Install MongoDB Community Edition on Red Hat or CentOS


Use this tutorial to install MongoDB 3.6 Community Edition on Red Hat Enterprise Linux, CentOS Linux, or Oracle Linux [1] using the yum package manager.

MongoDB Version

This tutorial installs MongoDB 3.6 Community Edition. To install a different version of MongoDB Community, use the version drop-down menu in the upper-left corner of this page to select the documentation for that version.


Platform Support

MongoDB 3.6 Community Edition supports the following 64-bit versions of Red Hat Enterprise Linux (RHEL), CentOS Linux, and Oracle Linux [1] on x86_64 architecture:

  • RHEL / CentOS / Oracle 8 (Starting in MongoDB Enterprise 3.6.17)
  • RHEL / CentOS / Oracle 7
  • RHEL / CentOS / Oracle 6

MongoDB only supports the 64-bit versions of these platforms.

See Supported Platforms for more information.

[1] (1, 2) MongoDB only supports Oracle Linux running the Red Hat Compatible Kernel (RHCK). MongoDB does not support the Unbreakable Enterprise Kernel (UEK).

Windows Subsystem for Linux (WSL) - Unsupported

MongoDB does not support the Windows Subsystem for Linux (WSL).

Production Notes

Before deploying MongoDB in a production environment, consider the Production Notes document which offers performance considerations and configuration recommendations for production MongoDB deployments.

Install MongoDB Community Edition

Follow these steps to install MongoDB Community Edition using the yum package manager.


Configure the package management system (yum).

Create a /etc/yum.repos.d/mongodb-org-3.6.repo file so that you can install MongoDB directly using yum:

Changed in version 3.0: MongoDB Linux packages are in a new repository beginning with 3.0.

For MongoDB 3.6

Use the following repository file:

name=MongoDB Repository

For versions of MongoDB earlier than 3.6

To install the packages from an earlier release series such as 3.4, you can specify the release series in the repository configuration. For example, to restrict your system to the 3.4 release series, create a /etc/yum.repos.d/mongodb-org-3.4.repo file to hold the following configuration information for the MongoDB 3.4 repository:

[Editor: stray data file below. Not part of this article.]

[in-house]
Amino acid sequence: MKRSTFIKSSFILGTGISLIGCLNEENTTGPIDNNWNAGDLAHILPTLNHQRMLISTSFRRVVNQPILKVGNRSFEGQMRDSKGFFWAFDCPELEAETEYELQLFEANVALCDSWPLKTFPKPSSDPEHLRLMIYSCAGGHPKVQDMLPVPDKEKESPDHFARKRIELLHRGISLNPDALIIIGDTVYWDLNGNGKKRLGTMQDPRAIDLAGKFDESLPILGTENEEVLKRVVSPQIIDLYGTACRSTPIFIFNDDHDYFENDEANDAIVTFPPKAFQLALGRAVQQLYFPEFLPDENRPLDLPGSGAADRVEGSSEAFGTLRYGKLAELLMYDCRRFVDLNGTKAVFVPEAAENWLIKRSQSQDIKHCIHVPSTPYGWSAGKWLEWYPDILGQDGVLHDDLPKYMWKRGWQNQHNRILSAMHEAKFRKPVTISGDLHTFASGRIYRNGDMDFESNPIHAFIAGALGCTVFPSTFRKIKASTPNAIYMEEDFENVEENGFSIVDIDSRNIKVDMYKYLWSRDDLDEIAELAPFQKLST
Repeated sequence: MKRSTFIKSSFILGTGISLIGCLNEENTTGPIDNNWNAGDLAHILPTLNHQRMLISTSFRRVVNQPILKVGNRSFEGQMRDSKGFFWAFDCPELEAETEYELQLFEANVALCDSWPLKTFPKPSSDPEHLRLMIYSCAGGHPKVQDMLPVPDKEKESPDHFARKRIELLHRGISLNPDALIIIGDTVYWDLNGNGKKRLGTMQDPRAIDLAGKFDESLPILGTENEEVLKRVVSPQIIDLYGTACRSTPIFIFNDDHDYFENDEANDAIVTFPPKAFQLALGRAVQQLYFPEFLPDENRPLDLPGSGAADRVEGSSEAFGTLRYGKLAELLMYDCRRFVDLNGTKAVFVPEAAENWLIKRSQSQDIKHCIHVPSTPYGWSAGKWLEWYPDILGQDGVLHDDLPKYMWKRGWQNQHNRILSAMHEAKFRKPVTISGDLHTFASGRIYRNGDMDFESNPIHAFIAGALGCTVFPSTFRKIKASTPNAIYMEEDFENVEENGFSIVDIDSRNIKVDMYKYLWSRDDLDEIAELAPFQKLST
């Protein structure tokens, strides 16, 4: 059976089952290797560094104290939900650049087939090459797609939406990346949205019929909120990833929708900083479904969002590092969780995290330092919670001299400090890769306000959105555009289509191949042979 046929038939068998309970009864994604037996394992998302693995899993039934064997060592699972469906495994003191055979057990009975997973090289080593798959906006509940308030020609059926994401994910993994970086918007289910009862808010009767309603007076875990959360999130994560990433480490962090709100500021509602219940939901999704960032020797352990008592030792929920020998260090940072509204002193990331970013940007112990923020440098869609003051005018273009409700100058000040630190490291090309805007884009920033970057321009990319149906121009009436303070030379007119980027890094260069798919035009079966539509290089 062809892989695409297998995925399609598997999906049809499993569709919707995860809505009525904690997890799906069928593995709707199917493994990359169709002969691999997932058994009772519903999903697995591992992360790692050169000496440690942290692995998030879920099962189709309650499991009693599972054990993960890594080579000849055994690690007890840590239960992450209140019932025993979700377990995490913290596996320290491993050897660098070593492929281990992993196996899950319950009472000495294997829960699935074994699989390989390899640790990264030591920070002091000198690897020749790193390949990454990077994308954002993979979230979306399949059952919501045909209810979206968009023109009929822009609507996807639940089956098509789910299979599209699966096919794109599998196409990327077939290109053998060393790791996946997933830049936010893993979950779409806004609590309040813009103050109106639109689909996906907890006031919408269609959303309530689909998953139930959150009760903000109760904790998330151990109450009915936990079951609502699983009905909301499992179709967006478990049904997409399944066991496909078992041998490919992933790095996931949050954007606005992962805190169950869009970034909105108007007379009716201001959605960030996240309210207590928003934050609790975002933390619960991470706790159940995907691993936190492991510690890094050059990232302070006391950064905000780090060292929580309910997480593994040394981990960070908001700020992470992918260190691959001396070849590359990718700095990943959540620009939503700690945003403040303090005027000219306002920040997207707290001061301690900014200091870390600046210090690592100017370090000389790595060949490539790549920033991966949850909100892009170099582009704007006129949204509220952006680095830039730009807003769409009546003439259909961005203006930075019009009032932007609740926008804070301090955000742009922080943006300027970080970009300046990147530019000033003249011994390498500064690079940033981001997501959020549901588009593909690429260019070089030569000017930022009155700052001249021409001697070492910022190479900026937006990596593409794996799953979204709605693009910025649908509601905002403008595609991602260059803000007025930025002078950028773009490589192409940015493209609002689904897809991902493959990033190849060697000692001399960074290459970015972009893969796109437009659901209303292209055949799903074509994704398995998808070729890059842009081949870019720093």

name=MongoDB 3.4 Repository

You can also download the .rpm files directly from the MongoDB repository . Downloads are organized by Red Hat / CentOS version (e.g. 7), then MongoDB release version (e.g. 3.6), then architecture (e.g. x86_64). Odd-numbered MongoDB release versions, such as 3.7, are development versions and are unsuitable for production deployment.


Install the MongoDB packages.

To install the latest stable version of MongoDB, issue the following command:

sudo yum install -y mongodb-org

To install a specific release of MongoDB, specify each component package individually and append the version number to the package name, as in the following example:

sudo yum install -y mongodb-org-3.6.19 mongodb-org-server-3.6.19 mongodb-org-shell-3.6.19 mongodb-org-mongos-3.6.19 mongodb-org-tools-3.6.19

You can specify any available version of MongoDB. However yum will upgrade the packages when a newer version becomes available. To prevent unintended upgrades, pin the package. To pin a package, add the following exclude directive to your /etc/yum.conf file:


Run MongoDB Community Edition



Most Unix-like operating systems limit the system resources that a session may use. These limits may negatively impact MongoDB operation. See UNIX ulimit Settings for more information.

Directory Paths

To Use Default Directories

By default, MongoDB runs using the mongod user account and uses the following default directories:

  • /var/lib/mongo (the data directory)